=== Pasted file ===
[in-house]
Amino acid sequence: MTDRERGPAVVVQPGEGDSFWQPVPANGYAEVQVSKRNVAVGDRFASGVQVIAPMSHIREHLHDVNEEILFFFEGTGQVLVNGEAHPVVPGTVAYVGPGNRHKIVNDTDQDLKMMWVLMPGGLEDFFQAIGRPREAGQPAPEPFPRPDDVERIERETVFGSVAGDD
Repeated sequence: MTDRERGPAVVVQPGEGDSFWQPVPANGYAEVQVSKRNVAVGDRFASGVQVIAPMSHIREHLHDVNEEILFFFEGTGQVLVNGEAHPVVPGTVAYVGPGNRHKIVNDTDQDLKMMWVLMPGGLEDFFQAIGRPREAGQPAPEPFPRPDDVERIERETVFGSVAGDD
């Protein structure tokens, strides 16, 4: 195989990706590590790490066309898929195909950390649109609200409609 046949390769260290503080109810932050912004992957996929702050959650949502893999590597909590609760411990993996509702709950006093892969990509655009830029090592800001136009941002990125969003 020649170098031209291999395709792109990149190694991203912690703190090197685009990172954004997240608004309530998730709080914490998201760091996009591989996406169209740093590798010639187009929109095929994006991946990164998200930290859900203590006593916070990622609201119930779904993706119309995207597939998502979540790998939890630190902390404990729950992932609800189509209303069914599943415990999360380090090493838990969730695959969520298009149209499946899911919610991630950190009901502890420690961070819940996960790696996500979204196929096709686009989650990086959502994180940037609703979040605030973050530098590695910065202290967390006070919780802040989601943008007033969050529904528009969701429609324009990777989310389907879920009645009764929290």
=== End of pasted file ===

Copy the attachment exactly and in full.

[in-house]
Amino acid sequence: MTDRERGPAVVVQPGEGDSFWQPVPANGYAEVQVSKRNVAVGDRFASGVQVIAPMSHIREHLHDVNEEILFFFEGTGQVLVNGEAHPVVPGTVAYVGPGNRHKIVNDTDQDLKMMWVLMPGGLEDFFQAIGRPREAGQPAPEPFPRPDDVERIERETVFGSVAGDD
Repeated sequence: MTDRERGPAVVVQPGEGDSFWQPVPANGYAEVQVSKRNVAVGDRFASGVQVIAPMSHIREHLHDVNEEILFFFEGTGQVLVNGEAHPVVPGTVAYVGPGNRHKIVNDTDQDLKMMWVLMPGGLEDFFQAIGRPREAGQPAPEPFPRPDDVERIERETVFGSVAGDD
């Protein structure tokens, strides 16, 4: 195989990706590590790490066309898929195909950390649109609200409609 046949390769260290503080109810932050912004992957996929702050959650949502893999590597909590609760411990993996509702709950006093892969990509655009830029090592800001136009941002990125969003 020649170098031209291999395709792109990149190694991203912690703190090197685009990172954004997240608004309530998730709080914490998201760091996009591989996406169209740093590798010639187009929109095929994006991946990164998200930290859900203590006593916070990622609201119930779904993706119309995207597939998502979540790998939890630190902390404990729950992932609800189509209303069914599943415990999360380090090493838990969730695959969520298009149209499946899911919610991630950190009901502890420690961070819940996960790696996500979204196929096709686009989650990086959502994180940037609703979040605030973050530098590695910065202290967390006070919780802040989601943008007033969050529904528009969701429609324009990777989310389907879920009645009764929290």